Last Friday, it was announced that former USA First Lady Michelle Obama tops Gallup’s Most Admired Women in America poll. Media icon Oprah Winfrey placed second, with former First Lady Hillary Clinton and First Lady Melania Trump tying in third place. Michelle’s runaway bestseller memoir, “BECOMING,” sold 3.5 million copies since its publication date of November 13. Last month, Texas was a fine example of Black Girl Magic, where 17 AfricanAmerican women ran for judgeships in the civil, criminal, family and probate courts in Harris County, and won by double digits. The following includes some of the judges-elect vital stats. They are Democrats who range in age from 31 to 60+. Harris County is 42% Latino, 31% white, 20% Black and 7% Asian. Its 2014 population was 4,108,909, with a 4,125,425 projection by 2018. Harris is 52 miles away from Galveston County. Spelman College received a $30 million donation from trustee Ronda Stryker and her husband William Johnston to underwrite The Center for Innovation and the Arts on the Spelman campus in Atlanta, Georgia. Spelman is an HBCU, a historical university founded in 1881 for women of African descent. A prominent American liberal arts college, Spelman has a disproportionately high level of Black alum who are scientists.
ARTS/CULTURE/ HISTORY On January 1, 1804, African-American Jean-Jacques Dessalines declared Haiti’s independence from France. Haiti now celebrates its 215th Independence. The 1791 Haitian Slave Revolt, organized by Toussaint L’Ouverture, launched Haiti’s divorce from enslavement and from colonization. Haiti is the first Black republic in the New World. Martinique literary lion Patrick Chamoiseau says something to the effect that “freedom never tastes as sweet as when you snatch it as the enslaved Haitians did.” The Museum of Black Civilizations, headquartered in Dakar, Senegal, opened on December 6 with the requisite fanfare
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Carol Boyce Davies and brouhaha. The inaugural exhibition, “African Civilization’s Continuous Creation of Humanity,” focuses on the continent as the “cradle of civilization.” A Summit of African Diasporan fine artists and intellectuals attended the opening celebrations, including visual artists like Jamaican-born Peter Wayne Lewis, Haitian Philippe Dodard, Los Angeles-based Yrneh Gabon Brown and Cuban Ello Rodriguez; and scholars like Trinidadian-born Cornell University Professor Carol Boyce Davies and Kenyan Professor George Abungo, curator of the African Cradle of Humankind exhibit. Museum curator and Senegalese Babacar Mbow enthuses, “It is incomparable to anything in the world.” Housed in a 148,000-sq.-ft. building, the idea of this museum was conceived in 1966 when Senegalese President Senghor hosted the century’s first World Black Festival of Arts in 1966 which was attended by Black eminences like Ethiopian Emperor Haile Selassie, Duke Ellington and Langston Hughes, to name a few Diasporans. The museum opening coincides with a critical period in Africa/European relations, re: Euroappropriation of African art. As Professor Davies observed, “While the museum is a fulfillment of Senghor’s vision, the work of decolonization knowledge must continue.” China donated $35 million towards the MUSEUM project. Museum opening is the talk of the arts cognoscenti world.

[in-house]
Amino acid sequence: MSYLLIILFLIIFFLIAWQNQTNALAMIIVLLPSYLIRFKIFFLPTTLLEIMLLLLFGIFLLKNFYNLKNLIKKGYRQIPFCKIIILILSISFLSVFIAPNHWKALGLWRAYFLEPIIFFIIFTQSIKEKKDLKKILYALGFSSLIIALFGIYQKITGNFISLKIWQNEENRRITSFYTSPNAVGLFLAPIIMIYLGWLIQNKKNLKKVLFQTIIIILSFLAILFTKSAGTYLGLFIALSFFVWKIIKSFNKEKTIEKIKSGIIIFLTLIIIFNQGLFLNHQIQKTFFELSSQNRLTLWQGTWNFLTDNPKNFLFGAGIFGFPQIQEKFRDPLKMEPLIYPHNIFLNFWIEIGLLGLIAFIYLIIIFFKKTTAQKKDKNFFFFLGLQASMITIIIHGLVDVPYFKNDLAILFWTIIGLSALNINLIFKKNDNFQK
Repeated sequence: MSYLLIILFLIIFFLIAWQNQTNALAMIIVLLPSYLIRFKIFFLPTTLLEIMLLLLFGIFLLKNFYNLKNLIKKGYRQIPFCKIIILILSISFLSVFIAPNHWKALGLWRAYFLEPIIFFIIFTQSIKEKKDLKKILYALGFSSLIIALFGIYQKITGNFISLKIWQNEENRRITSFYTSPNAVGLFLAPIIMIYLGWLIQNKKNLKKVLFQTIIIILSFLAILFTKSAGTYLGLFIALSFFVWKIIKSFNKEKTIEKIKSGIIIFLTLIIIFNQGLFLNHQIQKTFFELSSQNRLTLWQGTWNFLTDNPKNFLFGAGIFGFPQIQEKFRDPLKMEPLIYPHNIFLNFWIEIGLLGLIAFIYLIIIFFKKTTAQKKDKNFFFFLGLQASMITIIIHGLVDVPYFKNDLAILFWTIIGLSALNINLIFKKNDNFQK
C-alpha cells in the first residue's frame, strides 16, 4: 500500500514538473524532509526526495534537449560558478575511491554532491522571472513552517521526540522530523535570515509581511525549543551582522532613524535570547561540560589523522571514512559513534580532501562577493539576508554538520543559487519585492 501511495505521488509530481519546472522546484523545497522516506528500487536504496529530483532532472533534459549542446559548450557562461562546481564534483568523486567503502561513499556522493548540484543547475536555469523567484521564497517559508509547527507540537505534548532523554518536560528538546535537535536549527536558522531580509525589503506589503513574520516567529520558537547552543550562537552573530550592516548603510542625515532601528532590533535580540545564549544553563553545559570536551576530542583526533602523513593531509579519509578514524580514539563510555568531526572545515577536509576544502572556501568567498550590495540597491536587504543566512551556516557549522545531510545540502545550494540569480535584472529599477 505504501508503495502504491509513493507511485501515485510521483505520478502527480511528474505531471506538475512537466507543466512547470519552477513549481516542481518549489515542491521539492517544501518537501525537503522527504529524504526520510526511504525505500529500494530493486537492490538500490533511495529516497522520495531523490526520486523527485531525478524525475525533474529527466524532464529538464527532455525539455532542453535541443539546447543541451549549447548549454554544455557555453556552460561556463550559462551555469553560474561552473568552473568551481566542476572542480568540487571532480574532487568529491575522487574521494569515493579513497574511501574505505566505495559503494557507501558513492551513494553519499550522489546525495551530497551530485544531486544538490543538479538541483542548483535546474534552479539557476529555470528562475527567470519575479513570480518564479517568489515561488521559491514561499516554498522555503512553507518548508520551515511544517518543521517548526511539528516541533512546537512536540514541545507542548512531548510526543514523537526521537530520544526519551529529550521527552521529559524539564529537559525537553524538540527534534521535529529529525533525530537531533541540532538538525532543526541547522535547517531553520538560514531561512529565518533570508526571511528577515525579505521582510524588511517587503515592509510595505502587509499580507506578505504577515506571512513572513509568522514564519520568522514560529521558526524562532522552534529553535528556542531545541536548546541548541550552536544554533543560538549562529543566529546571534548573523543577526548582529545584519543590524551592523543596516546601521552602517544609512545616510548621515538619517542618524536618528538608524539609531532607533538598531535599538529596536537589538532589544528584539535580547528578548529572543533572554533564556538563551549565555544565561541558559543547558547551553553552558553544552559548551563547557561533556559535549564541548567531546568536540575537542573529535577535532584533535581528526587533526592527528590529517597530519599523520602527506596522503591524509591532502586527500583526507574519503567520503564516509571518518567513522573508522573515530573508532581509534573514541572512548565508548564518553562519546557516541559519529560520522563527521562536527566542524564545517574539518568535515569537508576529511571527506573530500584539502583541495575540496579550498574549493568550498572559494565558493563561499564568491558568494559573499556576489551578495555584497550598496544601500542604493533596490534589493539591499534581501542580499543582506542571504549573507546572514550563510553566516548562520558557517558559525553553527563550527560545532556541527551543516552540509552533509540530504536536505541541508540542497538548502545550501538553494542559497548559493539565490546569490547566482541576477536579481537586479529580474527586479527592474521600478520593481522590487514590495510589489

William C. Thompson RIP: William C. Thompson, 94, died last week. The Harlem-born Thompson was a member of the “Greatest Generation” and a member in good standing with Black Brooklyn political power. A Democrat, he served as a judge, City Councilman and was the first Brooklynbased Black elected to the NY Senate. He cut his teeth in politics when he ran for Congress against Shirley Chisholm in 1968. The son of West Indian immigrants, he is the father of William Thompson, former NYC Comptroller and candidate for NYC mayor. HAPPY NEW YEAR! A Harlem-based management consultant, Victoria Horsford is reachable at Victoria.firstname.lastname@example.org.